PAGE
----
IRS thinks it has the answer

The IRS has upgraded its Telephone Routing Interactive System to prepare 36 customer
service sites for the year 2000 and handle a record number of calls this tax season.


The service installed new hardware and software and ported 18 applications between June
and November last year to avoid interference with its busiest season.


“I’m told we have the largest automated call distributor network in the
world,” said Bill Farrell, IRS project manager for TRIS.


“They have the most complicated interactive voice response applications I’ve
ever seen,” said Aimee Stubbeman, product manager at Microlog Corp. of Germantown,
Md., which supplied the Intela IVR system for TRIS.


TRIS automates taxpayer access to information via Touch-Tone telephone. It speeds up
routine queries such as tracking refunds and learning the amount of taxes owed, and it
relieves the workload on customer service representatives. TRIS handled more than 30
million calls in fiscal 1997 and about 65 million calls last year.


“It’s just not reasonable to think the service can hire enough people to
answer phones in light of the fact that we’re expecting 100 million calls this
year,” Farrell said.


Intela IVR answers the agency’s toll-free 800 numbers and presents a voice menu of
options. An automated call distributor from Aspect Telecommunications Corp. of San Jose,
Calif., directs the calls into the Intela unit, and an Intelligent CallRouter from GeoTel
Communications Corp. of Lowell, Mass., shuttles them to the proper call center application
or human representative.


TRIS initially had nine Intela call router sites and 15 Intela customer service sites,
which have been expanded to do call routing. Six customer service sites and three forms
ordering and distribution sites that had older Microlog systems also got upgrades to the
Intela platform.


Most of the IRS Intela systems were running Version 1.05 of the Intela software from
Voicetek Corp. of Chelmsford, Mass., under the Santa Cruz Operation UnixWare 3.0 operating
system. They received an upgrade to Intela Systems Release 6, a year 2000-ready 233-MHz
Pentium box running Version 4.0 of the software under SCO UnixWare 5.04, Microlog project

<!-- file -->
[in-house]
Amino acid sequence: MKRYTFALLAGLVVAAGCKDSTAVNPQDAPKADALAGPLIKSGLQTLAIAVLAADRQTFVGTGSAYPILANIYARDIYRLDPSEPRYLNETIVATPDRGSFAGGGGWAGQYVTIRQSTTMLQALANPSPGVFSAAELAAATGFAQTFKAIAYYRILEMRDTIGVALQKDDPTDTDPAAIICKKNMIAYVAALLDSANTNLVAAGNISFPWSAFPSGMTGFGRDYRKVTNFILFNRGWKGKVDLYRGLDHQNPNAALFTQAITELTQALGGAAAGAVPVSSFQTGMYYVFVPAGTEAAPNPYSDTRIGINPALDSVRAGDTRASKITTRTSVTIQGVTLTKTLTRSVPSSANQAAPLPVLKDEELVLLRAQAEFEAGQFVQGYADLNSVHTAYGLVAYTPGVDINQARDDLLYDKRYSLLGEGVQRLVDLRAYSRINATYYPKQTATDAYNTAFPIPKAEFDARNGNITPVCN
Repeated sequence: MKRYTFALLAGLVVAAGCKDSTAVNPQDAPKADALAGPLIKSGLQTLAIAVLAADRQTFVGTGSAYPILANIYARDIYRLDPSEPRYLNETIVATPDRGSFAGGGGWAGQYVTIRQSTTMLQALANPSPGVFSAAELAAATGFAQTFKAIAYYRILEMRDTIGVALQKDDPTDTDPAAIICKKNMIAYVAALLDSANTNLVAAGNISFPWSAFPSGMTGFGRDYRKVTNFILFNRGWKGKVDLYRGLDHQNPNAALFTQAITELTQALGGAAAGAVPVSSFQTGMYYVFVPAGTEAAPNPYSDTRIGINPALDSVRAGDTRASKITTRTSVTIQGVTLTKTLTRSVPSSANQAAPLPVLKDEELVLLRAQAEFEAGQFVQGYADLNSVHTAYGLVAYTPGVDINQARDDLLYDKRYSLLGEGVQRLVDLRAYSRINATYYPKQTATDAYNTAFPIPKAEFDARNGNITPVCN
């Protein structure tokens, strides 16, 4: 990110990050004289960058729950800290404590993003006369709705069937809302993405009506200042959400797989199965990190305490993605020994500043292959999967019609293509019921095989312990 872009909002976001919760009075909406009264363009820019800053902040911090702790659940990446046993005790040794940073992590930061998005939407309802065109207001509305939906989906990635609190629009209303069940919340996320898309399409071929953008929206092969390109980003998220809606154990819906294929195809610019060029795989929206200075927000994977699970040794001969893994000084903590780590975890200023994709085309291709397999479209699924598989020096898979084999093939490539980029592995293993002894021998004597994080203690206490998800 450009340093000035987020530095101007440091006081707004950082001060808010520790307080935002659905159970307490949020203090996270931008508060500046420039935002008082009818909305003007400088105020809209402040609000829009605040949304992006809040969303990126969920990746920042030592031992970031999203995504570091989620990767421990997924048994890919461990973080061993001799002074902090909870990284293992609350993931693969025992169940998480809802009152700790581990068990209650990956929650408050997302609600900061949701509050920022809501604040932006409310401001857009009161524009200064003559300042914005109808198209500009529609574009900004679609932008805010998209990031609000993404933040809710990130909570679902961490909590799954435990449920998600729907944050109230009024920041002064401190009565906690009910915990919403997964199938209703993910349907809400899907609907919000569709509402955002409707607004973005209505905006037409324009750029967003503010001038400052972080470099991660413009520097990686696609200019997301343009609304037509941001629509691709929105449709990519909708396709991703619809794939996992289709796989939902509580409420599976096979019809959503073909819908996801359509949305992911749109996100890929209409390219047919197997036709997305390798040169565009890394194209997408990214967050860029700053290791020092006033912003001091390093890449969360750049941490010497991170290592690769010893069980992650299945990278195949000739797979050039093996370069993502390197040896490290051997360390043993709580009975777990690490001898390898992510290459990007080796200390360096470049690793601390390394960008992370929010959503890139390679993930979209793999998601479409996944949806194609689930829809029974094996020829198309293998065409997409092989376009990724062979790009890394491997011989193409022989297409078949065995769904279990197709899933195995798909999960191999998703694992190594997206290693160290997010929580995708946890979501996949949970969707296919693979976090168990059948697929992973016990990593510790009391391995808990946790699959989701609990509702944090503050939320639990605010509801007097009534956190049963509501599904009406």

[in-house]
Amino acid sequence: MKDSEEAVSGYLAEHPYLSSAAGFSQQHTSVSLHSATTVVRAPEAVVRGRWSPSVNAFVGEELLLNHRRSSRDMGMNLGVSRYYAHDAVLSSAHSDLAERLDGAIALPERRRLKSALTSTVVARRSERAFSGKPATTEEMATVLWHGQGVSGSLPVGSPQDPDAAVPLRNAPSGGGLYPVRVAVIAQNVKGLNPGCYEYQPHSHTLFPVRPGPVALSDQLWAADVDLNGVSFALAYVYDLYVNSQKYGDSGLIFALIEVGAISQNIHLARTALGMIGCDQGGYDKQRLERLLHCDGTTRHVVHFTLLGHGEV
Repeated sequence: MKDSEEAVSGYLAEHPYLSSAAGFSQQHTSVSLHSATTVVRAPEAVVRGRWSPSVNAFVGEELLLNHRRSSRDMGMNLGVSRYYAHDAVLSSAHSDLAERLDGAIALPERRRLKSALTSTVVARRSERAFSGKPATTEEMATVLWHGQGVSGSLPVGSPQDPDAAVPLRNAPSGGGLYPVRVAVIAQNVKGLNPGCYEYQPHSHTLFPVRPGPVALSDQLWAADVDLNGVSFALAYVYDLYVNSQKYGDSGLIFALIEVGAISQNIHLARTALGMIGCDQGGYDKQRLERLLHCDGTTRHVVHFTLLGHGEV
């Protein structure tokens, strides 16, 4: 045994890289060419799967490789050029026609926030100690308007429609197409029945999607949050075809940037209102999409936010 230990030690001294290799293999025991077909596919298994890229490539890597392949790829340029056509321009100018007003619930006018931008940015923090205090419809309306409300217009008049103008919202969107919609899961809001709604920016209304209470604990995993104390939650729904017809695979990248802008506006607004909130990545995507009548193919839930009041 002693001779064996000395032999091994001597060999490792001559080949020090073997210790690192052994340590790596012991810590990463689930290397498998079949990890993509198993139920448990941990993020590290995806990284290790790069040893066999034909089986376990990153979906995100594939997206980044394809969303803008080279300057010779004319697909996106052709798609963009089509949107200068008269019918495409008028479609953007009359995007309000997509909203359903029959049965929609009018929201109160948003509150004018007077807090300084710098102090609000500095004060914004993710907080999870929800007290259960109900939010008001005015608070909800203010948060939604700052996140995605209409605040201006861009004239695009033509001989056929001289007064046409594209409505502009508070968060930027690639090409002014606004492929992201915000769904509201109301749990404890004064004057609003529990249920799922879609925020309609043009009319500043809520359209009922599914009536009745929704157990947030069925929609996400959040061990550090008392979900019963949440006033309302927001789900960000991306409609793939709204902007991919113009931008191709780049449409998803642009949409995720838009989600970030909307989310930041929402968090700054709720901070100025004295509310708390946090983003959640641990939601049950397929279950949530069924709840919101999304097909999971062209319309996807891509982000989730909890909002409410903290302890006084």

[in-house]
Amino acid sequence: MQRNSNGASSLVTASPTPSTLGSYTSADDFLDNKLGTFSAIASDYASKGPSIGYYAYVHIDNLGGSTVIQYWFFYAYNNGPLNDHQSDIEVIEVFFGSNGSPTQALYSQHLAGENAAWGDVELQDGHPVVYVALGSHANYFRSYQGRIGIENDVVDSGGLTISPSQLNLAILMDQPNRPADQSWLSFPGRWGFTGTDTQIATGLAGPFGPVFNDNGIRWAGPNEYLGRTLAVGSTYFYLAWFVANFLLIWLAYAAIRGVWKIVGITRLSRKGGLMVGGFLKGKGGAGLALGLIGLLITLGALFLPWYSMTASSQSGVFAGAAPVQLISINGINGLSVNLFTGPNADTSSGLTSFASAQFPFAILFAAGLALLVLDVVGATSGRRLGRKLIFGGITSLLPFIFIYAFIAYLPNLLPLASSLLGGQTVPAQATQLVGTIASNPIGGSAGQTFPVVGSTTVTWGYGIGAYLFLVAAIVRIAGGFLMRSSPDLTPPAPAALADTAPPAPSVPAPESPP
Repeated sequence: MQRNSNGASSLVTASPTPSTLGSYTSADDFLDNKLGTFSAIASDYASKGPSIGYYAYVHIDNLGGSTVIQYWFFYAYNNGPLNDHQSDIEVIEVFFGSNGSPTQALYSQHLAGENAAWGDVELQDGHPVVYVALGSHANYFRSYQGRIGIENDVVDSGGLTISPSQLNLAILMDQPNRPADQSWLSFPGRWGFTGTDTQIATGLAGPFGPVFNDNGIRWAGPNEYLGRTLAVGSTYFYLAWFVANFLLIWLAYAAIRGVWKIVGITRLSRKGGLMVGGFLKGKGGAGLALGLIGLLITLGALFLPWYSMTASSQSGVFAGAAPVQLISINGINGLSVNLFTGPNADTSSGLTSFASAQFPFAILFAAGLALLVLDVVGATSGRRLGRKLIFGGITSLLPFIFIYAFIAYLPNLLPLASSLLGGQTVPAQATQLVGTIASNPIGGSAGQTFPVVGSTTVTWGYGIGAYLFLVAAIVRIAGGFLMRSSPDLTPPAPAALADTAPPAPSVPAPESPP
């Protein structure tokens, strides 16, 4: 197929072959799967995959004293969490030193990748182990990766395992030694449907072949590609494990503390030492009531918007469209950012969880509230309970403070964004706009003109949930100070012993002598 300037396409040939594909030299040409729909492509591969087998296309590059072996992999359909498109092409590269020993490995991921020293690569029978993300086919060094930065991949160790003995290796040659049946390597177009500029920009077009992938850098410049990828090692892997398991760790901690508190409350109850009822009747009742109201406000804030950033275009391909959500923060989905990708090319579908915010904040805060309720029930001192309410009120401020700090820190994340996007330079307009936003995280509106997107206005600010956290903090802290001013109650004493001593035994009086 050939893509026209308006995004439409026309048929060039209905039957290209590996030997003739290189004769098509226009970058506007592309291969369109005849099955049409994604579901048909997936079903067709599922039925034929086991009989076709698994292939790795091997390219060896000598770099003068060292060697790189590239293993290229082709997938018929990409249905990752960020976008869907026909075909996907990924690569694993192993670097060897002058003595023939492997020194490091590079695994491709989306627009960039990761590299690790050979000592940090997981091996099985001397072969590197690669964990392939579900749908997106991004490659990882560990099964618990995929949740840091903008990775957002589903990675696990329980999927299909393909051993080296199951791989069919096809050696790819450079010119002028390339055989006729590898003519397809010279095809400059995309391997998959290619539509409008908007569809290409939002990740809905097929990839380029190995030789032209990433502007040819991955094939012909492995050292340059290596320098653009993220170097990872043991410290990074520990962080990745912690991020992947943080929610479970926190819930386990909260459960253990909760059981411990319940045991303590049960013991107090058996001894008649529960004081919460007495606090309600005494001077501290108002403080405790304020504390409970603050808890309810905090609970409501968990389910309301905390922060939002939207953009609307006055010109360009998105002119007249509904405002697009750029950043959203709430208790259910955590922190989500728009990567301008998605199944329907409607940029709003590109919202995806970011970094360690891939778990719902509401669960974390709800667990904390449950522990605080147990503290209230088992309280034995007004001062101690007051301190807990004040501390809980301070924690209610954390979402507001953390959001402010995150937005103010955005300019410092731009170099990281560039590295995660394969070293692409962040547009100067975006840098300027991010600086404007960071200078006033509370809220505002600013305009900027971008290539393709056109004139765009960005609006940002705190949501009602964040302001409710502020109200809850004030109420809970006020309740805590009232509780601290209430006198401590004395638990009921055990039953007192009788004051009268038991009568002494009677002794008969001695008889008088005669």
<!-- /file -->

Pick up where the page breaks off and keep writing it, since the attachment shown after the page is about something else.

manager Donna Desiderio said.


Hardware installation began in June. The sites’ old hard drives continued running
while application conversion was under way. Nine Microlog-developed applications had to be
ready for testing with five IRS-developed applications by Aug. 17 so that installation
could begin a month later.


The IRS also asked Microlog to convert four third-party applications. Mirror backup
drives were made from the master drives in September, and a total of 238 drives were in
place by Oct. 27.


Call router capability arrived at the additional customer service sites in late
September through late October. Finally, the nine original call router sites converted to
a dual voice response unit configuration with an additional bridge between the Aspect call
distributor and the Intela application server.


TRIS not only responds to taxpayer calls, it updates files in real time, Farrell said.
One of the busiest applications is refund tracking, which handled 12 million of more than
35 million refund inquiries last year.


Another busy application lets taxpayers set up payment schedules. In 1997, the app
handled 200,000 payment plans for $288 million worth of taxes. Last year it set up 520,000
plans worth $1.05 billion. The automated system takes about four minutes to complete a
plan compared with 14 minutes by a human representative, officials said.


Although IRS information packages did not publish the special telephone numbers until
last year, taxpayers are using them in growing numbers, Farrell said.


Jim Grasenger, a computer analyst at the TRIS software development site in Cincinnati,
said the percentage of taxpayer calls that TRIS can complete without human intervention
still is small.  



About the Author

William Jackson is a Maryland-based freelance writer.

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